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Craniofacial biology and clinical oral physiology

Our aims are to investigate aspects of dentofacial growth and jaw function, from the molecular mechanisms to population studies, and then translate that new knowledge to the clinical management of individual patients.

Programme leader:
Professor Mauro Farella

Craniofacial anomalies and dental malocclusions

rabbit mandible
Three-dimensional image of mandibular growth in a rabbit.

Research in this field of Craniofacial Biology encompasses:

  • Basic and molecular sciences relevant to normal and abnormal craniofacial growth and bone remodeling
  • Genetics and environmental causes of dentofacial anomalies
  • Mechanobiology of tooth movements
  • Impact of dentofacial anomalies on oral function and psychological wellbeing
  • Development and testing of novel treatment strategies for clinical problems such as craniofacial syndromes, jaw discrepancies, and misaligned teeth
  • Anatomical and molecular imaging methods to investigate craniofacial growth

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Masticatory disorders, jaw dysfunction, and orofacial pain

EMG of chewing activity
EMG (Electromyogram) of bruxism episode in the time-frequency domain.

Research in this field of Clinical Oral Physiology has a focus on:

  • Normal and abnormal chewing and swallowing patterns e.g. dysphagia
  • Peripheral and central mechanisms of orofacial pain with their clinical correlates
  • Bruxism and non-functional oral habits
  • Diagnosis and management of sleep disordered breathing, such as snoring and sleep apnea
  • Assessment of intra-oral tongue and lip pressures ad their relationship with malocclusions
  • Eating behavior and novel food products

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Patient-centered treatments and personalised care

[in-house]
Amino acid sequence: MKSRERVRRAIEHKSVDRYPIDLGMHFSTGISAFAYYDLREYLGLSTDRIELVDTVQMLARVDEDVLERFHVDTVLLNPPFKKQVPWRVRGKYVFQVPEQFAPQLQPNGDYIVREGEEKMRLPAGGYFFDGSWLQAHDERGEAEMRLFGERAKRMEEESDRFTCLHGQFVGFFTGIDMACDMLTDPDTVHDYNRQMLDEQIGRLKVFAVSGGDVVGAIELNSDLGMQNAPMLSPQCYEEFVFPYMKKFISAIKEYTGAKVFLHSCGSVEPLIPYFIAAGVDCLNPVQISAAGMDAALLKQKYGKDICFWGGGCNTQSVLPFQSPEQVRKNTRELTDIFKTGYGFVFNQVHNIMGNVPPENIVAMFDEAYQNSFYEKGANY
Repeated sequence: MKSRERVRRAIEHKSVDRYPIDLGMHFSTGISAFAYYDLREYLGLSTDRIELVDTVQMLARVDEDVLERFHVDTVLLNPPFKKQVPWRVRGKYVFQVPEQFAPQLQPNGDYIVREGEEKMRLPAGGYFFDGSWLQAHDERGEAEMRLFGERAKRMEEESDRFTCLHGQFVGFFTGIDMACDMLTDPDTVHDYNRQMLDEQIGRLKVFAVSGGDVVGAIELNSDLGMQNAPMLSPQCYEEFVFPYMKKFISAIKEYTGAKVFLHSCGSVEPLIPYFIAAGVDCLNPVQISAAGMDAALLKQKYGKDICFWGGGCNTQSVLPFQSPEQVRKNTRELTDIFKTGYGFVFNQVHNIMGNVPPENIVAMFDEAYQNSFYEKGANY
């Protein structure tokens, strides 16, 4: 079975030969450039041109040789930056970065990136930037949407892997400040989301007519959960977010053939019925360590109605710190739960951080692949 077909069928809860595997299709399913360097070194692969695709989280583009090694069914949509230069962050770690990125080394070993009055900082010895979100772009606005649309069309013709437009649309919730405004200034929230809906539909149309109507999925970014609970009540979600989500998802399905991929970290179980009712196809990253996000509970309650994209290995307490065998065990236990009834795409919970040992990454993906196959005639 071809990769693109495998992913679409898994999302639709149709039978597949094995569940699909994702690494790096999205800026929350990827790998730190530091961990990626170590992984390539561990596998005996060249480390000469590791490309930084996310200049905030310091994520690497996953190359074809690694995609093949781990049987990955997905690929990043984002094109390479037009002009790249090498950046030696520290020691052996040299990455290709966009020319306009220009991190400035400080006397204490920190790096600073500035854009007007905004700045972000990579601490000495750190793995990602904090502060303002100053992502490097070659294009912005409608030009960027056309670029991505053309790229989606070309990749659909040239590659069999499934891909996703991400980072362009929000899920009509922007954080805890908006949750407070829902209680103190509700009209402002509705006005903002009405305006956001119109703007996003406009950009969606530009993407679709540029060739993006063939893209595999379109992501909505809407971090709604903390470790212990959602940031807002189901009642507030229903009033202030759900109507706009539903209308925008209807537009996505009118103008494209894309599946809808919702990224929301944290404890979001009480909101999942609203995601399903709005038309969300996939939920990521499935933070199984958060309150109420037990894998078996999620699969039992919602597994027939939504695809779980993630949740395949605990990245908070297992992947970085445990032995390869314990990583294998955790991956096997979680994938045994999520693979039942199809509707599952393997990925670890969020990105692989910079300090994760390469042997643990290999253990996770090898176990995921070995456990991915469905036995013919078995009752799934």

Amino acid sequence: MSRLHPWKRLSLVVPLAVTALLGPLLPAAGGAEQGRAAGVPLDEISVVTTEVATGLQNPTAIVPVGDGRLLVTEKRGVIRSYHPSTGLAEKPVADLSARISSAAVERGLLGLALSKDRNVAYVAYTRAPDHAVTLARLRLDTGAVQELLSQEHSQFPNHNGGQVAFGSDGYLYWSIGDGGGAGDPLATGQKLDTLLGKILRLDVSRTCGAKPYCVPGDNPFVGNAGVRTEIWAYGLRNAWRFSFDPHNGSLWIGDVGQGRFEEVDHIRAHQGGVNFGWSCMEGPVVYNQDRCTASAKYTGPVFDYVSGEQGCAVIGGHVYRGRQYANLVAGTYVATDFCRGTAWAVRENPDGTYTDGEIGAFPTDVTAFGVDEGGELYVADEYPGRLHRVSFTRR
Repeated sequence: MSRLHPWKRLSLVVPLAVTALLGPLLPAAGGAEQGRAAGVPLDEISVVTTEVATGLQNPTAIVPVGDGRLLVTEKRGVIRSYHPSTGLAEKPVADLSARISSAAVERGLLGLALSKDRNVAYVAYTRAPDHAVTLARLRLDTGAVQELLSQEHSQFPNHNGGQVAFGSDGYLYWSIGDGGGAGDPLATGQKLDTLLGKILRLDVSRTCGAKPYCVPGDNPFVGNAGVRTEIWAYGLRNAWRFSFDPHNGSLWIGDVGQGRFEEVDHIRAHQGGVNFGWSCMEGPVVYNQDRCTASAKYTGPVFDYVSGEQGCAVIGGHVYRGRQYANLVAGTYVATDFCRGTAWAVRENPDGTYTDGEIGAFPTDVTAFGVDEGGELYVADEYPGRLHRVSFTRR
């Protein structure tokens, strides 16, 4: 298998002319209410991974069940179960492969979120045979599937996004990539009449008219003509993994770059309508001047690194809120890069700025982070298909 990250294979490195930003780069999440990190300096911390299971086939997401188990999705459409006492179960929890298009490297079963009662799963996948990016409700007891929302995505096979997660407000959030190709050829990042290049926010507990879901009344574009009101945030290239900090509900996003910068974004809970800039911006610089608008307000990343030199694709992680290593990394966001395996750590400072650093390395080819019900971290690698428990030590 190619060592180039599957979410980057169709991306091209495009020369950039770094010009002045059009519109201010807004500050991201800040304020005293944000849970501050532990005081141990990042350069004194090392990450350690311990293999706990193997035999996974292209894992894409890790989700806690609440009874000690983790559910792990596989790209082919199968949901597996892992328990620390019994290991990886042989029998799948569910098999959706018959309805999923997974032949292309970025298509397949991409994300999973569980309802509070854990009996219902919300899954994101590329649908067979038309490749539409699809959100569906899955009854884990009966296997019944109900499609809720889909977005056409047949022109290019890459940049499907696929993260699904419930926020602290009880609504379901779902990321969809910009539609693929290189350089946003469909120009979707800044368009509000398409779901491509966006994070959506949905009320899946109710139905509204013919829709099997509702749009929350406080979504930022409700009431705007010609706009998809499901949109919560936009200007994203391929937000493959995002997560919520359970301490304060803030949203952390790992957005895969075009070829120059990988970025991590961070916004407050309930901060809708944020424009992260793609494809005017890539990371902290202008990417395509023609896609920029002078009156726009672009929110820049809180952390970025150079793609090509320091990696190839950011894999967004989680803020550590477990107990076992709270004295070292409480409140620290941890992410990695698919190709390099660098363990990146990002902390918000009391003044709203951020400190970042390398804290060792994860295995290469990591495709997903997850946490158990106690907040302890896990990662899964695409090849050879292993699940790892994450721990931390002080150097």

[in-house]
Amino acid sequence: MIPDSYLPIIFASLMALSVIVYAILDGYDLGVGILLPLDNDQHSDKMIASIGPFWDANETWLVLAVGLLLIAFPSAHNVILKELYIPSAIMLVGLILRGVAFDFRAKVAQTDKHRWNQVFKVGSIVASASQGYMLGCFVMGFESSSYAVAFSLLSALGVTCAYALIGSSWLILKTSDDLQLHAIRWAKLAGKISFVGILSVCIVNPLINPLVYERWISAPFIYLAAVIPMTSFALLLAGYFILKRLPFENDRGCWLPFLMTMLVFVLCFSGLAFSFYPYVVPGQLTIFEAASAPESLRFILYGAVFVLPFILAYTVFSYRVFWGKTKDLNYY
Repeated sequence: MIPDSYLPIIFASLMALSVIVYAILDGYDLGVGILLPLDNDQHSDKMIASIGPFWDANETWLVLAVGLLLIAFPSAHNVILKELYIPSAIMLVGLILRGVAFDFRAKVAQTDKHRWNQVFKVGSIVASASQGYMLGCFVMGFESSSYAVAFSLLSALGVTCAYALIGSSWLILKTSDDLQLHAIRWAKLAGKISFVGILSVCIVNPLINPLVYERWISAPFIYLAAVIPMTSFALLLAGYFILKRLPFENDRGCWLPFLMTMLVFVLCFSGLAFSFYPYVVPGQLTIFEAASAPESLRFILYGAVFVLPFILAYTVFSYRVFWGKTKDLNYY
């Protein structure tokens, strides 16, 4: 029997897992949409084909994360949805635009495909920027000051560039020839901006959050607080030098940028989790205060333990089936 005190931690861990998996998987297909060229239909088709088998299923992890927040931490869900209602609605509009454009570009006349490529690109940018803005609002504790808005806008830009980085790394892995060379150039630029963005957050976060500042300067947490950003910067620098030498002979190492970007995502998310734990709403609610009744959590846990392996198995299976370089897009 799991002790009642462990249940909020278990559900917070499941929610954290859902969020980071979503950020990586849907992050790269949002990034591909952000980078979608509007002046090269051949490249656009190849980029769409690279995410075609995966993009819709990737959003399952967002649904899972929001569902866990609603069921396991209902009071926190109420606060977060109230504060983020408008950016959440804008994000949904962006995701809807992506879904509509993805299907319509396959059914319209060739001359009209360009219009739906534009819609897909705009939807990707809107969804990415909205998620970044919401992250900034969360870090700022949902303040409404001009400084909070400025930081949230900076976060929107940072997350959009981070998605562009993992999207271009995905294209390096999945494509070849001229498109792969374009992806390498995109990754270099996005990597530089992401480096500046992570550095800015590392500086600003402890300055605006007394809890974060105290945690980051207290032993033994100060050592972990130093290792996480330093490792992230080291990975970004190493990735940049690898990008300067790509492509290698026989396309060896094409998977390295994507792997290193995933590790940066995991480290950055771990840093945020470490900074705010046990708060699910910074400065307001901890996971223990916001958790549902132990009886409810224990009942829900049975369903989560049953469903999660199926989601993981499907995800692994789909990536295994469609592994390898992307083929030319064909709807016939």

Clinic consultation tn
Patient perception of orthodontic problems can impact on body image.

We use several research approaches to study topics relevant to our research programme. These include cell response to mechanical loading, animal models, and clinical genetics.

Clinical genetics focuses on identifying genetic markers for some dentofacial anomalies. This could potentially provide us with a clinically important window of opportunity to predict abnormal growth patterns at an early age and, possibly provide personalised orthodontic treatments. Furthermore, the impacts of craniofacial anomalies and smile problems are quantitatively and qualitatively assessed at population and individual level using survey methods including social media. Social media enables us to gather opinions from the public about the importance of smiles for individuals themselves and also the perspective of their peers.

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Translational research in oral physiology

 recording mouth data
Portable equipment has revolutionised monitoring and analysis.

Research in the field of clinical oral physiology examines mastication and jaw kinematics, using both laboratory and portable equipment.

Oral behaviors are tracked directly in natural environments using smart digital assistants. We are currently using wired and wireless sensors to monitor intraoral pH and jaw activities for the purpose of identifying and evaluating ways of overcoming orofacial pain, jaw dysfunction, jaw clicking sounds, and dental wear.

We also use monitoring equipment to improve the quality of sleep in New Zealand children and adults.

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Research collaborations

The research group actively collaborates with other renowned scientific groups within the University of Otago such as:

We also collaborate with New Zealand Biomouth, and internationally we work closely with the Department of Neuroscience at the University of Naples Federico II (Italy) and the Laboratory for Jaw Biomechanics at the University of Zurich (Switzerland).

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